Tool 2 further comprises an elongated pivot member 62 which is attached to body 4 and extends along axis 18 which is transverse to longitudinal axis 6. Clamping means 14 comprises a pair of clamps. Each clamp comprises a first jaw member 68 one end of which is pivotally attached to elongated member 62. First jaw members 68 are spring biased away from each other about transverse axis 18 by means of the helical spring 70 shown in FIG. 6. Each clamp also comprises a second jaw member 72 attached to one end 74 of an elongated cam follower 76 which slideably extends through an aperture 78 in first jaw members 68. The second jaw members 72 are spring biased towards an end 80 of first jaw members 68 by means of helical spring 82.
Clamping means 14 further comprises first means generally designated 84 attached to body 4 and moveable in the direction of longitudinal axis 6 towards and away from first jaw members 68 for urging second jaw members 72 away from the first jaw members when such first means is moved towards the first jaw members and allowing the second jaw members to be urged towards the first jaw members when such first means is moved away from the first jaw members. For example, first means 84 is depicted as comprising a first camming member 86 which is slideably attached to body 4 by elongated pivot member 62 which extends through an elongated opening (not shown) in first camming member 86 allowing camming member 86 to be moved along the longitudinal axis 6 towards and away from first jaw members 68. Camming member 86 includes a first surface 88 for engaging an end 90 of the elongated cam followers 76. A second camming member 92 is pivotally attached to body 4 at elongated pivot member 62 for pivoting about the transverse axis 18. First camming member 86 includes a second surface which is depicted as a cylindrical roll 94 attached to first camming member 86 by axle 98 and in engagement with the second camming member 92.
A third lever 96 may be provided, third lever being slidably attached to body 4 by pivot pin 98 which extends from body 4 through an elongated aperture 100 in third lever 96. Third lever 96 is also a pivotally attached to the second camming member 92 at pivot pin 102. Preferably third lever is spring biased away from the first camming member 86 as, for example, by means of spring 104.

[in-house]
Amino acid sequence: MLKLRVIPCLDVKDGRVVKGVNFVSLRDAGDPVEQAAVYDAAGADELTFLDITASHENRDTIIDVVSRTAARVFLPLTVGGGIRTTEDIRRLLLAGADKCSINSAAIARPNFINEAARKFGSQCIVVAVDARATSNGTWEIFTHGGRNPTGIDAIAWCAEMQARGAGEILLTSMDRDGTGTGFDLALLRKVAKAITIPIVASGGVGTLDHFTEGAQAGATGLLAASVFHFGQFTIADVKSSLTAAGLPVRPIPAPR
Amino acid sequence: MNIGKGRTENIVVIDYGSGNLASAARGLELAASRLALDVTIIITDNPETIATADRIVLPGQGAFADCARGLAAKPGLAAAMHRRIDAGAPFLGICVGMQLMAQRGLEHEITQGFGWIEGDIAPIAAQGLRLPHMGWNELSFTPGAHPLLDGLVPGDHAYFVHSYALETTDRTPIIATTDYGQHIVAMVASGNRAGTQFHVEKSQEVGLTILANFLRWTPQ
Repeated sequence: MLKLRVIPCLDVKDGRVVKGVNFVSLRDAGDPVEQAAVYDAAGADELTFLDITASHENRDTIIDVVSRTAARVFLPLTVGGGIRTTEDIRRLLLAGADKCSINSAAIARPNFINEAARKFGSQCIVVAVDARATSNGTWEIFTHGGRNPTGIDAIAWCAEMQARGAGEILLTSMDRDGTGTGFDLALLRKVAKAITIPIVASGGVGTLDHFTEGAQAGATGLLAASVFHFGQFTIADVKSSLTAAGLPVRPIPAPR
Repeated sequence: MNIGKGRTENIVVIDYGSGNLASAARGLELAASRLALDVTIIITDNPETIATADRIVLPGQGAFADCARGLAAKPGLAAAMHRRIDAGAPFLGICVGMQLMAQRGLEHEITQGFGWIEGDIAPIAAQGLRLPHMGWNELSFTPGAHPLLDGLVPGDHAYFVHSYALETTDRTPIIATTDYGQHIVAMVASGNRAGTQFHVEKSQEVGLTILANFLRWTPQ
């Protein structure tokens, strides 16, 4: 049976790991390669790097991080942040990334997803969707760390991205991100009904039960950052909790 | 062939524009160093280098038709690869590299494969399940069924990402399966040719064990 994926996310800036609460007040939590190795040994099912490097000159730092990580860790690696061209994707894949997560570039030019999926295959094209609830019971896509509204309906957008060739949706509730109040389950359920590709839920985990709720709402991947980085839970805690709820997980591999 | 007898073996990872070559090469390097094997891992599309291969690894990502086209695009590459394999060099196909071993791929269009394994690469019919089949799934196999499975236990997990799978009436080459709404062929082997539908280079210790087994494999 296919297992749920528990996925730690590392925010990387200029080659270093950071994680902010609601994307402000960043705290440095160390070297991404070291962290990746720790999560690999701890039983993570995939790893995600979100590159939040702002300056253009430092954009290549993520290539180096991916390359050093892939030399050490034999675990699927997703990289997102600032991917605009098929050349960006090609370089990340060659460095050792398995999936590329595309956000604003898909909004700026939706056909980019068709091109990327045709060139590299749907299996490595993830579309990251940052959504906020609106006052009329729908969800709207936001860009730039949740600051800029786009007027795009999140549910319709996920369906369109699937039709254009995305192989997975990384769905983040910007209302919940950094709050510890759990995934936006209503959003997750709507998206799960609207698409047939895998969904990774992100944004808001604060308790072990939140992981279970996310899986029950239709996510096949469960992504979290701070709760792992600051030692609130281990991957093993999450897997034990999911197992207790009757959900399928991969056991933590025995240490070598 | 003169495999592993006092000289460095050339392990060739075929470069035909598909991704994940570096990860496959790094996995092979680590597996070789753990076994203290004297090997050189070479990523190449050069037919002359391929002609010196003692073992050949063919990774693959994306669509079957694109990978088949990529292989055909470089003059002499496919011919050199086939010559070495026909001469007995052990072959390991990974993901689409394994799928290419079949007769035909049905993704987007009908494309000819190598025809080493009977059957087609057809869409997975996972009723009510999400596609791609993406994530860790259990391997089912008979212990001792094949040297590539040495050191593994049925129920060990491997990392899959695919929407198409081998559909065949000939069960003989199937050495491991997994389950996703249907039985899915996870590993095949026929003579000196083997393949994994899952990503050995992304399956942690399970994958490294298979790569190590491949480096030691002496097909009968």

Clamping means 14 further comprises second means generally designated 106 attached to body 4 and moveable in the direction of longitudinal axis 6 towards and away from first jaw members 68 for causing first jaw members 68 to pivot about transverse axis 18 towards each other when second means is moved away from the first jaw members 68 and allowing the first jaw members to be pivoted away from each other when such second means is moved towards the first jaw members 68. For example, second means 106 is depicted as comprising a slide member 108 which is slideably attached to body 4 for movement in the direction of longitudinal axis 6. Such attachment is by means of elongated pivot member 62 and pin 110 which extend through elongated apertures 112 and 114, respectively of slide member 108. Slide member 108 includes a first cam which is depicted as a cylindrical roll 116 attached to a mount 118 by screw 120. Slide member 108 also includes a second cam which is depicted as a cylindrical roll 122 attached to mount 118 by screw 124. Mount 118 is attached to slide member 108 by screw 126. One of the first jaw member 68 includes a first cam surface 128 and the other first jaw member 68 includes a second cam surface 130. As depicted in FIG. 6, the first cam 116 engages the first cam surface 128 and the second cam 122 engages the second cam surface 130. Movement of slide member 108 in the direction of the longitudinal axis 6 causes first and second cams 116, 122 to move into and out of engagement with first and second cam surfaces 128, 130. For example, first and second cams are depicted in FIG. 6 by phantom lines 116' and 122', respectively to depict the position of cams 116 and 122 when slide member 108 is in the position depicted in FIG. 1. By sliding slide member 108 of FIG. 1 towards the cutting element support 50 as far as apertures 112 and 114 will allow, cams 116, 122 will assume the positions depicted in FIG. 6 in solid lines. For purposes of clarity in the drawings only the cams and cam surfaces are depicted in phantom lines, it being understood that movement of the cam surfaces 128, 130 is accompanied by corresponding movement of the arms 68 of which the cam surfaces are associated. Preferably, the first and second cams are positioned relative to the first and second cam surfaces such that the first cam engages the first cam surface before the second cam engages the second cam surface when slide member 108 is caused to be moved towards cutting element support 50. For example, as depicted in FIGS. 1 and 6, first cam 116 is offset relative to second cam 122 such that movement of slide member 108 towards cutting element support 50 will cause cam 116 to engage the first cam surface 128 before cam 122 engages the second cam surface 130.